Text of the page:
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This isn't censorship though. It's private companies refusing to host something. Nobody has been arrested for speech and there are no laws prohibiting speech that isn't overtly and specifically threatening or otherwise violates the "fire in a crowded theater" test.

Imagine an alternate scenario. Say the major tech companies get fed up with Elizabeth Warren's calls to regulate them.

Facebook removes all her groups. Cloudflare shuts down her websites. Youtube removes her videos. Google only leaves anti-Elizabeth Warren search results up, etc. Basically a major presidential candidate is completely locked out of having any pretense on the Internet whatsoever.

How many people who hold the above position, would say "yeah, this is fine. These are just private companies choosing who they want to associate with. Free speech doesn't apply here."

I doubt people would say it was fine. But it would not be a violation of the First. Let's review the text:

Congress shall make no law...

Although I suppose you could argue that once you have a handful of congressmen in your pocket, the First should apply to you too?

I watch my political debates on public service. In my last election I never saw a political ad in social media (nor on TV). Are you saying newspapers and TV can't choose whose messages they peddle? I can't relate to the problem. Perhaps your argument is an argument for a stronger public service? Or some laws actually requiring politicians in certain races to be represented? I can't say I like the latter.

To answer your question more specifically: if Facebook is like a TV-channel, then they should be regulated like one: channels can broadcast what they want. If facebook is more like the TV medium then it's a different story. Then you can't have it arbitrarily cut access to certain interests. BUT in that case it's also probably "too big to have that responsibility in private hands" and something should perhaps be done about that (just like some banks may be "too big to fail" and as such can't be responsible for the economic damage they cause).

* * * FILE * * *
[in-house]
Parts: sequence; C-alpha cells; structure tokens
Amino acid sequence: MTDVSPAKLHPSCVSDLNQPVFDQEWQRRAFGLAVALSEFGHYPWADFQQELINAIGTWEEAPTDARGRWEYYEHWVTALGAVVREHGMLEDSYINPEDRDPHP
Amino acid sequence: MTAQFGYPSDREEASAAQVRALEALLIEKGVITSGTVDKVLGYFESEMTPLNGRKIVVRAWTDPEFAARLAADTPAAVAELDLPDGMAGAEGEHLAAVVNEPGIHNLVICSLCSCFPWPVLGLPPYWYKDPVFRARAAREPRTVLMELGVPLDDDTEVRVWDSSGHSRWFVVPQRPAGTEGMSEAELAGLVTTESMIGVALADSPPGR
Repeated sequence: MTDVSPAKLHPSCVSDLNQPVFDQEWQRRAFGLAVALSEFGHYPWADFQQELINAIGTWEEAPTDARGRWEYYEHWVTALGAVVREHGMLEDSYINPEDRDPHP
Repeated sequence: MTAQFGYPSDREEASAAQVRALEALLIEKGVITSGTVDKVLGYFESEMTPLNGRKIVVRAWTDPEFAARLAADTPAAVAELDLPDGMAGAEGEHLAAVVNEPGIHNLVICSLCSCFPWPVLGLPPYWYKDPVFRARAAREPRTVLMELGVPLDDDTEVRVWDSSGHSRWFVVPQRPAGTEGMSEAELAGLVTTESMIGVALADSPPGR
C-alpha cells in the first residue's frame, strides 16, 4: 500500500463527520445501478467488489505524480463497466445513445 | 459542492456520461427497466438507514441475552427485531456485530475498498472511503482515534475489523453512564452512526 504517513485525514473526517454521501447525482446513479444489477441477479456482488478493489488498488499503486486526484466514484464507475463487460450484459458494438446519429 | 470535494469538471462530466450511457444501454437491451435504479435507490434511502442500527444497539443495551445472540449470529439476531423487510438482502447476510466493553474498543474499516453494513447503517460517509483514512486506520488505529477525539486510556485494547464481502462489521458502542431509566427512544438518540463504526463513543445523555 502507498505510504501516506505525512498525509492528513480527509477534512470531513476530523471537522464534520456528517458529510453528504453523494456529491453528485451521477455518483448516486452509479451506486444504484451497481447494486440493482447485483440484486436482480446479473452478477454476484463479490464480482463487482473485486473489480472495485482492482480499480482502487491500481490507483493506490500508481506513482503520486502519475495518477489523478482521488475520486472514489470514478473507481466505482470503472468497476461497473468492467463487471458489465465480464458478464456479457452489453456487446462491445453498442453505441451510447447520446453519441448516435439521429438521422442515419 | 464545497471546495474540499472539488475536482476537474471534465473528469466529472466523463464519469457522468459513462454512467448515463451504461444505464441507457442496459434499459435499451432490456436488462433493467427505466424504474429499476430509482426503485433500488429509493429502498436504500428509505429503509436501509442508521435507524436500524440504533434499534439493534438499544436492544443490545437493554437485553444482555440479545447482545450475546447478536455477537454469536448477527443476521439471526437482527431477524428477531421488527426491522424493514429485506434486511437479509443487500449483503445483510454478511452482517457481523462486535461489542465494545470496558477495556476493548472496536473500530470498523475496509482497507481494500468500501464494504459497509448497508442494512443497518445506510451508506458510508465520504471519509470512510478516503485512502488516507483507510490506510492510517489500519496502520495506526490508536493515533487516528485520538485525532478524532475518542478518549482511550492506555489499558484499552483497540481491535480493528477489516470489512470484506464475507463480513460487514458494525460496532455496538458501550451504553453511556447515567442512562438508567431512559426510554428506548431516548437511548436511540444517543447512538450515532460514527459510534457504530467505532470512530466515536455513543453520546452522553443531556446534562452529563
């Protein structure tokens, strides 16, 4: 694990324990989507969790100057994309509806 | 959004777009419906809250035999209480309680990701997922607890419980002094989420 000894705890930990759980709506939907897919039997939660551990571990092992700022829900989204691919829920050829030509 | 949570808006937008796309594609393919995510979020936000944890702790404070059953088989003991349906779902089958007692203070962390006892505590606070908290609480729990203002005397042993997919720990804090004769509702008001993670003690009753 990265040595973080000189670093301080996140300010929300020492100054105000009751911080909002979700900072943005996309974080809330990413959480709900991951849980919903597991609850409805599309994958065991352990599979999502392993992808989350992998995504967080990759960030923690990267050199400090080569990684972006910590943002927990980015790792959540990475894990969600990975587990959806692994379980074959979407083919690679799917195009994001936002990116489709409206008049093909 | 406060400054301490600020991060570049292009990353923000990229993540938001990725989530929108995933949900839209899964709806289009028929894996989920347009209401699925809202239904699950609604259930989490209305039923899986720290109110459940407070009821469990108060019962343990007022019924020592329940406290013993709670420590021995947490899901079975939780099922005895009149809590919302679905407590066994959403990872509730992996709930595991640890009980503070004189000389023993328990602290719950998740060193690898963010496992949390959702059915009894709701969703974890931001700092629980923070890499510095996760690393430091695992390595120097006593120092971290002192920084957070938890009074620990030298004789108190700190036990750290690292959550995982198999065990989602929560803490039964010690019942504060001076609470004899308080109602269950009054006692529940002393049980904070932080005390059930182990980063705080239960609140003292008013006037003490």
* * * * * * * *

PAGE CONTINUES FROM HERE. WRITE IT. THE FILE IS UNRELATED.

I would, as long as the companies fulfill their contracts. And I would also support anybody who in turn would not want to deal with these companies. Which is the check and balances why these companies are not doing that.

> And I would also support anybody who in turn would not want to deal with these companies.

That implies having feasible alternatives when there are none.

Also, it implies you are aware information being prefiltered for you. Even if Warren knew about it and talked about it, she would sound like a conspiracy nut.

> That implies having feasible alternatives when there are none.

No alternatives to Google or Twitter? What?

Just because you don't like the venue or the service in no way makes them "infeasible". Just because you can't as effectively promote your cause doesn't make them "infeasible". There are other search engines besides Google, and there are other social media platforms besides Twitter, Facebook, and Reddit.

Any suggestion that a private company should be forced to broadcast speech that it finds distasteful is a direct affront to the 1st amendment, full stop.

8chan being denied access to another company's resources is in no way a free speech issue. In reality, 8chan's ideas are losing in the "marketplace of ideas" and now we have people who suggest government intervention to give their points of view a leg up.

I do hope that next time when we have large protests looming, you are ok with allowing them only in a corn field in central Iowa, somewhere where they cannot make a significant impact.

The web is the new public square. Without access to hosting, there would be a de-facto 1st amendment violation, even if the courts would refuse to recognize that for what it is.

Perhaps you could argue humans aren't built for internet communications and so free speech doesn't apply to the internet. But Supreme Court precedent disagrees. You could make a similar case that free speech doesn't apply to anonymous speech, which would have meant all the anonymous pamphleteers during the American Revolution would have had more difficulty propagating their (violent, revolutionary) ideas.